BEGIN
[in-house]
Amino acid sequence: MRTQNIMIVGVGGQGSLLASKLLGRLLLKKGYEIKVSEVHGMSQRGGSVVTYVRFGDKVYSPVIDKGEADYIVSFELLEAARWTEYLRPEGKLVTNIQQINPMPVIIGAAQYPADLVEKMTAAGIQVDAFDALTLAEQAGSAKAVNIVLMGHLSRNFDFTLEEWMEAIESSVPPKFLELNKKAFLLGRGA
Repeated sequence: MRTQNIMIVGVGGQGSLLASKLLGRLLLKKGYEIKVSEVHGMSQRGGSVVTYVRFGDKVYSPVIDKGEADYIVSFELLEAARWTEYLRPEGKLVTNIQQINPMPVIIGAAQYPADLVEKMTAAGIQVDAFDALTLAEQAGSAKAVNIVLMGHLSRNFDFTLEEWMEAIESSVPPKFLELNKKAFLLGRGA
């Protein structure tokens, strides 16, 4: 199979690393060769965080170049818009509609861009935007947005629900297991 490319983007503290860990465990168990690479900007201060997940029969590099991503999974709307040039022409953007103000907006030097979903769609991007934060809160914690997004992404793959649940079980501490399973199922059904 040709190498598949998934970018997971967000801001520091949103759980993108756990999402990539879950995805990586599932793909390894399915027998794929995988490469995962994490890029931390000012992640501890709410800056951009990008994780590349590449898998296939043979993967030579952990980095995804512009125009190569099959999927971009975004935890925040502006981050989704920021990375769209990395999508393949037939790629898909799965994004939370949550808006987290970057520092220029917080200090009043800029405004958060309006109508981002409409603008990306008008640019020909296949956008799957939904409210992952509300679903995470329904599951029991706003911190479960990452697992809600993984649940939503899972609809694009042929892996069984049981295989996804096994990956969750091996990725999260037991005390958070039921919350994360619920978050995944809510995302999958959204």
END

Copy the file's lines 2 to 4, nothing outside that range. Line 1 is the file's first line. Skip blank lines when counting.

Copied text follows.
Amino acid sequence: MRTQNIMIVGVGGQGSLLASKLLGRLLLKKGYEIKVSEVHGMSQRGGSVVTYVRFGDKVYSPVIDKGEADYIVSFELLEAARWTEYLRPEGKLVTNIQQINPMPVIIGAAQYPADLVEKMTAAGIQVDAFDALTLAEQAGSAKAVNIVLMGHLSRNFDFTLEEWMEAIESSVPPKFLELNKKAFLLGRGA
Repeated sequence: MRTQNIMIVGVGGQGSLLASKLLGRLLLKKGYEIKVSEVHGMSQRGGSVVTYVRFGDKVYSPVIDKGEADYIVSFELLEAARWTEYLRPEGKLVTNIQQINPMPVIIGAAQYPADLVEKMTAAGIQVDAFDALTLAEQAGSAKAVNIVLMGHLSRNFDFTLEEWMEAIESSVPPKFLELNKKAFLLGRGA
């Protein structure tokens, strides 16, 4: 199979690393060769965080170049818009509609861009935007947005629900297991 490319983007503290860990465990168990690479900007201060997940029969590099991503999974709307040039022409953007103000907006030097979903769609991007934060809160914690997004992404793959649940079980501490399973199922059904 040709190498598949998934970018997971967000801001520091949103759980993108756990999402990539879950995805990586599932793909390894399915027998794929995988490469995962994490890029931390000012992640501890709410800056951009990008994780590349590449898998296939043979993967030579952990980095995804512009125009190569099959999927971009975004935890925040502006981050989704920021990375769209990395999508393949037939790629898909799965994004939370949550808006987290970057520092220029917080200090009043800029405004958060309006109508981002409409603008990306008008640019020909296949956008799957939904409210992952509300679903995470329904599951029991706003911190479960990452697992809600993984649940939503899972609809694009042929892996069984049981295989996804096994990956969750091996990725999260037991005390958070039921919350994360619920978050995944809510995302999958959204």